March 24, 2011

Change of ownership - Prop 13

The process for transferring legal title to real property in California is actually quite simple. 

It merely requires the filing of two documents, a deed and a preliminary change in ownership (“PCOR”), with the appropriate County Recorder’s and County Assessor’s Office. 

The deed needs to be recorded in the county in which the property sits. For instance, if the property is in Davis, CA the deed would need to be filed with the Yolo County Recorder’s Office, or if the property was located in Scotts Valley, CA the deed would need to be filed with the Santa Cruz County Recorder’s Office. My personal experience with the Santa Cruz County Recorder’s Office has been quite pleasant. The clerks there have been very helpful. As for the PCOR, this is filed simultaneously with the deed. The County Recorder will forward the PCOR to the County Assessor.

The following information must be included on the deed:

1. The name of the grantor (the seller essentially). CC §1096,
2. The name of grantee (the buyer essentially). CC § 685.
3. A legal description of the property.
4. The signature of the grantor. CC § 1091.
5. The name of the person requesting recordation. Govt C §27361.6.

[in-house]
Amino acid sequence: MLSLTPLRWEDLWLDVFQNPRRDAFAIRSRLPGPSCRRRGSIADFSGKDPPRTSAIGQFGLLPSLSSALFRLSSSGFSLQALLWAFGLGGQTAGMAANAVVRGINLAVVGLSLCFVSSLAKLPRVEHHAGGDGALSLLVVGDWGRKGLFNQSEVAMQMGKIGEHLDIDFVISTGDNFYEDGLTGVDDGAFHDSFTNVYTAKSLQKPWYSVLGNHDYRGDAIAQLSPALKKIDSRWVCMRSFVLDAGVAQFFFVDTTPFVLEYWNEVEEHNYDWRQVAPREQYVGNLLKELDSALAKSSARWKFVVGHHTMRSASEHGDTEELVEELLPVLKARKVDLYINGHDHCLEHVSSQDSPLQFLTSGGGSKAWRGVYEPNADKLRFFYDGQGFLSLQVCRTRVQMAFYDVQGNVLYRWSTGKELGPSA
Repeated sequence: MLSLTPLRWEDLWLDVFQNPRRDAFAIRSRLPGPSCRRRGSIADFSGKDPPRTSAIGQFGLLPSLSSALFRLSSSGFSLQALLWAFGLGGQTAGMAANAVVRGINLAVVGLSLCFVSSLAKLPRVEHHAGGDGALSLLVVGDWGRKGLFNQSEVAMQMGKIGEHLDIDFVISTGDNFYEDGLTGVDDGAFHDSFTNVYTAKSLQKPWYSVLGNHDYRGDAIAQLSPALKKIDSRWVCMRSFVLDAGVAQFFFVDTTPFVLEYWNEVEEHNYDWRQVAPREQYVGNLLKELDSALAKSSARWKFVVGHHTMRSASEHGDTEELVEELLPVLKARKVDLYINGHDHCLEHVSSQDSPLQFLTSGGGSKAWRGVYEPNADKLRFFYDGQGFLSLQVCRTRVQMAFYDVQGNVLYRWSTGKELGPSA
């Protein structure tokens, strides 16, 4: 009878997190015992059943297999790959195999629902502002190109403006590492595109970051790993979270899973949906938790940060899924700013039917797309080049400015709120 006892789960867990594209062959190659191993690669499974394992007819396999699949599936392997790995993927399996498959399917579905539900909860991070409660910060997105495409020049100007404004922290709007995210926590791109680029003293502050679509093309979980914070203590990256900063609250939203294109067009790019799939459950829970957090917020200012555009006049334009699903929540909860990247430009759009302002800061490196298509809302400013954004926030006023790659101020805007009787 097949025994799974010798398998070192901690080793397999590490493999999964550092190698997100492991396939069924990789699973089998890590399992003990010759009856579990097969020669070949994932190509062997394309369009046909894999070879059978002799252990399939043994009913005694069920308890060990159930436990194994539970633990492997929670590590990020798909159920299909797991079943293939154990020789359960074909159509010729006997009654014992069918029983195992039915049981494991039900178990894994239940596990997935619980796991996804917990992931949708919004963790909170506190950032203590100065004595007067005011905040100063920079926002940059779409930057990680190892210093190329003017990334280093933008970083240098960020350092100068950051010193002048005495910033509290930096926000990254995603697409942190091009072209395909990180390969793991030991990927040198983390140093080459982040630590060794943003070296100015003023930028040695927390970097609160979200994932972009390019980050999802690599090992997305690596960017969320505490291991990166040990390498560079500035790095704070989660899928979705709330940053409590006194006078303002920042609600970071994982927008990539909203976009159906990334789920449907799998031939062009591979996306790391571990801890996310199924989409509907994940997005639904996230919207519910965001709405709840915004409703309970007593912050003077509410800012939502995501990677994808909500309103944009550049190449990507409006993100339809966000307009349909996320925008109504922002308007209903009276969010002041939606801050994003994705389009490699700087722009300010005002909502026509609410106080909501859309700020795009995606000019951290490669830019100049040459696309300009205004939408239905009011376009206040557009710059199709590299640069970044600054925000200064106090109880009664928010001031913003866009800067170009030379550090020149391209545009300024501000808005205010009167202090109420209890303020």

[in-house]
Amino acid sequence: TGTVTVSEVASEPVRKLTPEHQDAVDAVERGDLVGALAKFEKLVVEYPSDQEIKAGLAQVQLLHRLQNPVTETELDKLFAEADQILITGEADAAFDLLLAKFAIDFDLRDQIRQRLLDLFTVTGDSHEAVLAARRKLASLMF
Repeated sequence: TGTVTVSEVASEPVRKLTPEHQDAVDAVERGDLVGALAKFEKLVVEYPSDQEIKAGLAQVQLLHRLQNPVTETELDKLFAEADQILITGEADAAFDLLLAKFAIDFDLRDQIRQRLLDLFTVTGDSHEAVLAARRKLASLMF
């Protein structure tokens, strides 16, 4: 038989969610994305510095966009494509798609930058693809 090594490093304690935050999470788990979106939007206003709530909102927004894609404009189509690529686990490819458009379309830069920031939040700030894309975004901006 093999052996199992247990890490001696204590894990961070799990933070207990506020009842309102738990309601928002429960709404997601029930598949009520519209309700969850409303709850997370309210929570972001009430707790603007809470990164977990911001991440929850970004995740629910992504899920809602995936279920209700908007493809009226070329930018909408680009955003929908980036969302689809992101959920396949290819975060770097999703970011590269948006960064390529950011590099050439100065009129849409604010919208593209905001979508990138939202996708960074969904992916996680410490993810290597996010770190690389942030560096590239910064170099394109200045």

6. The name and address to which further tax statements may be mailed. Govt C §27321.5.
7. The amount of the documentary transfer tax due. Rev & T C §11932.

Thought not statutorily required, the assessor’s parcel number should be included on the deed nonetheless. In light of these requirements, deeds are typically only a few pages long.

The other part of the equation is the completion of a preliminary change in ownership (“PCOR”). 

California law says that a PCOR must be filed whenever there is a change in ownership of real property. Rev & T C §480(a). The reason for the PCOR is to inform the county assessor whether a change of ownership has occurred that will trigger property tax reassessment (See Prop 13). The PCOR is a 2 page form that asks questions pertaining to the identity of the new owners, the location of the property, the sale cost, etc. Each county may have its own PCOR form but the general format is modeled after a template drafted by the State Board of Equalization.

A key distinction between these two documents is the fact that a deed is subject to public inspection whereas the PCOR is not. For example, if I wanted to know who owned the home across the street from me, I could ask my real estate agent to pull the title for that home. However, I could not ask them to obtain the filed PCOR for that property.

For illustrative purposes, assume that Samantha Seller sold her Malibu dream home to Brooke Buyer for $100, 000. In order for Samantha to transfer ownership of the home to Brooke she would need to execute a deed, and in turn, Brooke would need to file a PCOR with the Los Angeles County Recorder’s Office so as to inform them that the house should be re-assessed for property tax purposes.